Tom and I have briefly crossed paths before. Following a discussion over at SoM’s site, I wrote a post based upon that discussion. I recently dissected another of SoM’s rants, and shared those thoughts with Tom. In response, Tom has written a new post, and that is the post I take a look at here. To quote:
What is the difference between an Agnostic and an Atheist? An Agnostic says, “I don’t know.” An Atheist says, “There is no God.” Since there is no way of proving there is no God, the Atheist is making a faith-based leap that far exceeds the faith required to be a Christian. Of course, since the illogic required to be an Atheist is obvious, many Atheists try to redefine the term. However, if one just doesn’t know whether God exists, it makes more sense to call ourselves Agnostic.
I dare say that here, we have an example of expecting atheists to prove a negative. ‘prove there is no god’. Prove there is one. God, be it in a Christian, Muslim, Jewish, Sikh, Hindu, or any other form, has not revealed themselves to humanity in any way shape or form, save for in texts written thousands of years ago, and these texts often contradict both each other, and observable facts about the world and universe. These texts are often highly self-referential, which is to say, their proof of accuracy is because they say they’re accurate.
Let’s consider the basic question. Does God exist? If you are going to insist upon empirical evidence, no. However, an insistence upon empirical evidence is a silly requirement. The notion that we have the tools to study the Creator and do reproducible experiments upon Him is just absurd. Do we have the capacity to apprehend the Being that created the universe? Not likely. Yet you assume we can.
When dealing with observable facts, and evidence-driven conclusions, what conclusions should we reach? The idea of a supreme creator is entirely faith driven, not fact-driven, and Tom, you more or less admit that. People who address the world in observable terms aren’t going to acknowledge a being that has not been observed, and indeed, cannot be observed, and for which no evidence exists. Every process in the known universe could have formed naturally. It is a question of probability, but it is far from impossible. I refer to the excellent Creation Theory, and an experiment you can run there, involving dice.
The point I am making is, we do not need the existence of God to explain the evolution of the universe or our world. Our studies of the universe have demonstrated this. Any arguments about the supernatural and divine are impossible to verify. From a purely practical, logical point of view, they are therefore irrelevant.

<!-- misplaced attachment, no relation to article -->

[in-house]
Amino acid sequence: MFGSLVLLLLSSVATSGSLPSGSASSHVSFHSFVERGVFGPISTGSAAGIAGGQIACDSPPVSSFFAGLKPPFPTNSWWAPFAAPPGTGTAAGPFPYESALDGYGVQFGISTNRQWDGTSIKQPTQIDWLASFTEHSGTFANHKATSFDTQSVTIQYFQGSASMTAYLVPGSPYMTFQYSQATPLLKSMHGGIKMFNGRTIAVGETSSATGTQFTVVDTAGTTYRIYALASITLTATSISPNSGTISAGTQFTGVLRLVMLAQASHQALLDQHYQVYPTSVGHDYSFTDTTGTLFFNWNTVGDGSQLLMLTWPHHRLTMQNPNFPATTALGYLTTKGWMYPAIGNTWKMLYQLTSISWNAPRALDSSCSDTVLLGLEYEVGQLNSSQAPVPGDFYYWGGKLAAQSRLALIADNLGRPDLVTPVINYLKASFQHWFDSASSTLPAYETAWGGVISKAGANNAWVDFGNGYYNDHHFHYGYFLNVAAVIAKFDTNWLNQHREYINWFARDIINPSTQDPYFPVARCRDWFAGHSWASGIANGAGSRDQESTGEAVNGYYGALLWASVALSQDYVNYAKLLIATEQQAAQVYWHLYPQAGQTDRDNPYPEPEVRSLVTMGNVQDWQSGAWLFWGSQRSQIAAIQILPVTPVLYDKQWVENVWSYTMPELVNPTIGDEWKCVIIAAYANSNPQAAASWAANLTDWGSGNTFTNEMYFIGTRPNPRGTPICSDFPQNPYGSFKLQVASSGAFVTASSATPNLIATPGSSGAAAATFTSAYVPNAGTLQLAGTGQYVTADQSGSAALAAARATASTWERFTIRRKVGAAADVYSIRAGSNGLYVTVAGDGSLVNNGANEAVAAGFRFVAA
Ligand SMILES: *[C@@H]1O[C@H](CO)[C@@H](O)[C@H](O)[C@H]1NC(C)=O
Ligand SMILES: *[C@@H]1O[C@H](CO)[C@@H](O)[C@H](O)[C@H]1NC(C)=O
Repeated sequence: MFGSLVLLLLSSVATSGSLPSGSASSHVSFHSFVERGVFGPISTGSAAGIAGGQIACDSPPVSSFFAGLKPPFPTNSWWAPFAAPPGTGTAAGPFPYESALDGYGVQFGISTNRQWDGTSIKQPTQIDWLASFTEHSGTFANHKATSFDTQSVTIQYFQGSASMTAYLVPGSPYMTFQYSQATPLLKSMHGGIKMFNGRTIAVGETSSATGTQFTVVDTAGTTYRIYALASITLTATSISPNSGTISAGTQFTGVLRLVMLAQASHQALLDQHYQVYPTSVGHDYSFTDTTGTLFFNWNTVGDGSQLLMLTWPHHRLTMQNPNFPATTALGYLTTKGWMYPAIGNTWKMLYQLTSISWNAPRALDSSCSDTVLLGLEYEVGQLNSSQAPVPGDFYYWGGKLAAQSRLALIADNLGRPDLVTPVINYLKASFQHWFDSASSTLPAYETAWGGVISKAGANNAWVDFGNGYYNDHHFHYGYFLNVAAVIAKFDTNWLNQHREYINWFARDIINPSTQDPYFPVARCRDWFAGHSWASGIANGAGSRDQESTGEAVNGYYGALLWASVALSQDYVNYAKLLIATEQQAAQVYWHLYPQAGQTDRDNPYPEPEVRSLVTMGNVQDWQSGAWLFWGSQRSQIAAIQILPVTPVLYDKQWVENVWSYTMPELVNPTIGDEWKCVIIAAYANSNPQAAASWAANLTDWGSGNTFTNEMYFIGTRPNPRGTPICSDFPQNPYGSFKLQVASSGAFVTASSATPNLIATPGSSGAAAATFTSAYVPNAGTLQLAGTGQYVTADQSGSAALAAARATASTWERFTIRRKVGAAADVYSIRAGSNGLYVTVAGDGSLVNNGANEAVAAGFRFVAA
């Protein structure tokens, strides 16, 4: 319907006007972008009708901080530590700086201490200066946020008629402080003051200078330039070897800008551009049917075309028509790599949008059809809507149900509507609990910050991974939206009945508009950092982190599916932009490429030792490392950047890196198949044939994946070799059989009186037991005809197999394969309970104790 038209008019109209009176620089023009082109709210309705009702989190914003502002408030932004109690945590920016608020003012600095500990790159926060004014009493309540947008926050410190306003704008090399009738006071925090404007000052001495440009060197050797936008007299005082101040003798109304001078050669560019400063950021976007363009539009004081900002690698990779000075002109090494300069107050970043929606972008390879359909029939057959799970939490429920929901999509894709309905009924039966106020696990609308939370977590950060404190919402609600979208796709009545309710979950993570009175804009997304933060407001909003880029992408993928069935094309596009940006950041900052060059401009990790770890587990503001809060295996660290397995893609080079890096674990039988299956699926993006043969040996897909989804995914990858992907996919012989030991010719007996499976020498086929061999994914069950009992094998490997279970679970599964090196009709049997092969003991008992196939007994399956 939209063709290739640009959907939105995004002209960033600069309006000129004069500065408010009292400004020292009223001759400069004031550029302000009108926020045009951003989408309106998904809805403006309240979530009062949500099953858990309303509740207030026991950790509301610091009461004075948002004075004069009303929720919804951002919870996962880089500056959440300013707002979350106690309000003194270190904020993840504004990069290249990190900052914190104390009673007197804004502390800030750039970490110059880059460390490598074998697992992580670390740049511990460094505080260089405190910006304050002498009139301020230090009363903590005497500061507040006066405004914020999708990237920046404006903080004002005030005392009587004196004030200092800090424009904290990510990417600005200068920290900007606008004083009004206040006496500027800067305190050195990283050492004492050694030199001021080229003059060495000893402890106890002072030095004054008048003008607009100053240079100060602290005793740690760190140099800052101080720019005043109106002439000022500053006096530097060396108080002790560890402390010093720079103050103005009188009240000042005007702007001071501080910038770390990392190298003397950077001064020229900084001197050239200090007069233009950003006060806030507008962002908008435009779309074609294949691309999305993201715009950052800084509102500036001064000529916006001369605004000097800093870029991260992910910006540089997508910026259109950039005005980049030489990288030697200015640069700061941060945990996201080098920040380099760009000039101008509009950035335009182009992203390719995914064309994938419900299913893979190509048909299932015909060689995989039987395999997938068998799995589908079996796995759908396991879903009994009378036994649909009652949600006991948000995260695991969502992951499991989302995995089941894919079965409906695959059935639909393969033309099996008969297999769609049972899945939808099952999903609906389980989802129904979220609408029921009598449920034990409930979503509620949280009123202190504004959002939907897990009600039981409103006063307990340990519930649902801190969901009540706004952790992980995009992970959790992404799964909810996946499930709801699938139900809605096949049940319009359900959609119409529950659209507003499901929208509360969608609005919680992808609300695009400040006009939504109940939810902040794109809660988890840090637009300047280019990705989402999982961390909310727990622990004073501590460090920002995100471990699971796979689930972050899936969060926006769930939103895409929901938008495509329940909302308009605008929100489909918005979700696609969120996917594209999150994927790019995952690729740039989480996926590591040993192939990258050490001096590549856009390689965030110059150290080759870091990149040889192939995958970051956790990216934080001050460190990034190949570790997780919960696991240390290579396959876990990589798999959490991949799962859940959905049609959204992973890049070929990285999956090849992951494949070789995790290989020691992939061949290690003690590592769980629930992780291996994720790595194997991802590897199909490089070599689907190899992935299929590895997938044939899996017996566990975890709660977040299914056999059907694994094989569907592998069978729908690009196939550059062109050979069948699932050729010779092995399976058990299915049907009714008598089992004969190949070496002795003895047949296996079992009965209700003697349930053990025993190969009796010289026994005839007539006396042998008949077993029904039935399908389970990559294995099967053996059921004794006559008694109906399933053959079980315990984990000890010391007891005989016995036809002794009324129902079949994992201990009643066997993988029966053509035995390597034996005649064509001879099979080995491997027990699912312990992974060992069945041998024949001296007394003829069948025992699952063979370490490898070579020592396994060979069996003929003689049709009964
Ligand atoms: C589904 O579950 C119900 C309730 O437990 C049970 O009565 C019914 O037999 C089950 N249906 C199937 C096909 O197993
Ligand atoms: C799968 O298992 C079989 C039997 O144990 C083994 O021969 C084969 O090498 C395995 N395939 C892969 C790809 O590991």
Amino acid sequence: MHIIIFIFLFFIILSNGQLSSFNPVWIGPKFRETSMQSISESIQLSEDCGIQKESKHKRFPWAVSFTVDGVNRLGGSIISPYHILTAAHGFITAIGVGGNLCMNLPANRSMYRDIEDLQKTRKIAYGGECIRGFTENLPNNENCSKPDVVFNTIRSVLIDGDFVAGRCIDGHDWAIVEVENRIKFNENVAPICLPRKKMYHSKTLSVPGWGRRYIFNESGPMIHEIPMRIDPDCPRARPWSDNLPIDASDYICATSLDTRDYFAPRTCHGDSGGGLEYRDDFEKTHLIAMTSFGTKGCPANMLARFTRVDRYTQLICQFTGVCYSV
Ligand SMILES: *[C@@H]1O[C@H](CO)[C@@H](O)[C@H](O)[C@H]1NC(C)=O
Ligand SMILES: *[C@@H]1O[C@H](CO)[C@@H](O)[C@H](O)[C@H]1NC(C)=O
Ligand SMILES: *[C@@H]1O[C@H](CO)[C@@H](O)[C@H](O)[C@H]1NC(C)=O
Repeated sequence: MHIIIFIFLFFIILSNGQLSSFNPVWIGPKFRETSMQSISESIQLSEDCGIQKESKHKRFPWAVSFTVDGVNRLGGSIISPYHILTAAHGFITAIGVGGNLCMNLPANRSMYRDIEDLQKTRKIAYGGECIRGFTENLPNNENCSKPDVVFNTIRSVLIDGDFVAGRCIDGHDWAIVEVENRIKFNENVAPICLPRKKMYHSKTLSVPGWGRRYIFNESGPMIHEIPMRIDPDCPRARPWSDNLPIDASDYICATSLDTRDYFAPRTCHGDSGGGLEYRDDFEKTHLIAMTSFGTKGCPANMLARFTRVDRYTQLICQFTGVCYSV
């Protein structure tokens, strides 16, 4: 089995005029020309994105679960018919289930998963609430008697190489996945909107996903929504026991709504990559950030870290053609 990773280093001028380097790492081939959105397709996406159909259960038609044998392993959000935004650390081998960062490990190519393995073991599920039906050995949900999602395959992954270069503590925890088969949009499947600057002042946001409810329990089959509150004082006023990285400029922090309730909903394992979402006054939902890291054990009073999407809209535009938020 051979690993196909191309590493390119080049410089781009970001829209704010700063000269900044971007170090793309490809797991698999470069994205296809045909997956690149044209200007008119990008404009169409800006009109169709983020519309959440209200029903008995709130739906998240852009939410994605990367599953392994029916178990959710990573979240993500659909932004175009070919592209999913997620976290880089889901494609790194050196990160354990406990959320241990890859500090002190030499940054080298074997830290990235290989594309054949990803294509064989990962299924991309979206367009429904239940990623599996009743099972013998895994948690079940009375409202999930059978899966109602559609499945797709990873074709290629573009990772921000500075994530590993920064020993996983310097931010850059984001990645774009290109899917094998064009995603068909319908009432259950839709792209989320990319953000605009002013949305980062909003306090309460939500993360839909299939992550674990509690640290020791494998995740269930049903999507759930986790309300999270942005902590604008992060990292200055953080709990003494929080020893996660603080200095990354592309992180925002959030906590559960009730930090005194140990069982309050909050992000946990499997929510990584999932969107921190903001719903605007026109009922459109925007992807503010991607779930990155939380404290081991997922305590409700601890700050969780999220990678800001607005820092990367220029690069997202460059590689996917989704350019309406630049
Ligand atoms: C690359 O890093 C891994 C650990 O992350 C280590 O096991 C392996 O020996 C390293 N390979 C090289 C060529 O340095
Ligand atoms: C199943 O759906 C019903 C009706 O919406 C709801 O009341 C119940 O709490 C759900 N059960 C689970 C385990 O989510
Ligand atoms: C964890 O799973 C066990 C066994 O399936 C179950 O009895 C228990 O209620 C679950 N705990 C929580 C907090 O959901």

The question of whether or not God exists is a philosophical problem, not a scientific one. That is one reason the Greek philosophers approached the existence of God from that perspective, and we have not progressed to the point where we can do much better.
For the most part, I broadly agree here. It is impossible to prove God’s existence from a logic-driven, observation-driven, scientific perspective.
What does our science do for us? Well, we can probably see that Creation is much more beautiful, ordered, and delicate than the ancients realized. Few of them would have perceived the ground that they stood upon was just part of a gigantic ball of air, water, earth, and molten rock that revolved around a nuclear inferno. We don’t have the capacity to directly perceive the vast emptiness of space. Still even the ancients somehow managed to grasp that the stars move with clockwork precision. And all without a guiding Intellect, a Creator, a First Cause? That defies logic.
All that we see and observe could, as mentioned earlier, form naturally, over time. The odds of that may be great, but they are not impossible, and all it would take is time. The universe is billions of years old, and the earth is billions of years old, so all these processes have had plenty of time. Not only that, but we can see from fossil records how chaotic this process is. Evolution isn’t linear; earth’s history is littered with extinct creatures that could not adapt.
As for a ‘first cause’, we simply don’t know, but just because we don’t have an answer at this moment, does not mean we’ll never find an answer. The absence of knowledge doesn’t automatically mean we apply any form of god to the equation. Even if we did, which god? Maybe none of the gods in earth’s history are responsible. Perhaps the universe exists as we know it, because of a vast alien intelligence. We can speculate endlessly, but in the end, assuming a divine involvement takes a lot more faith than following the evidence.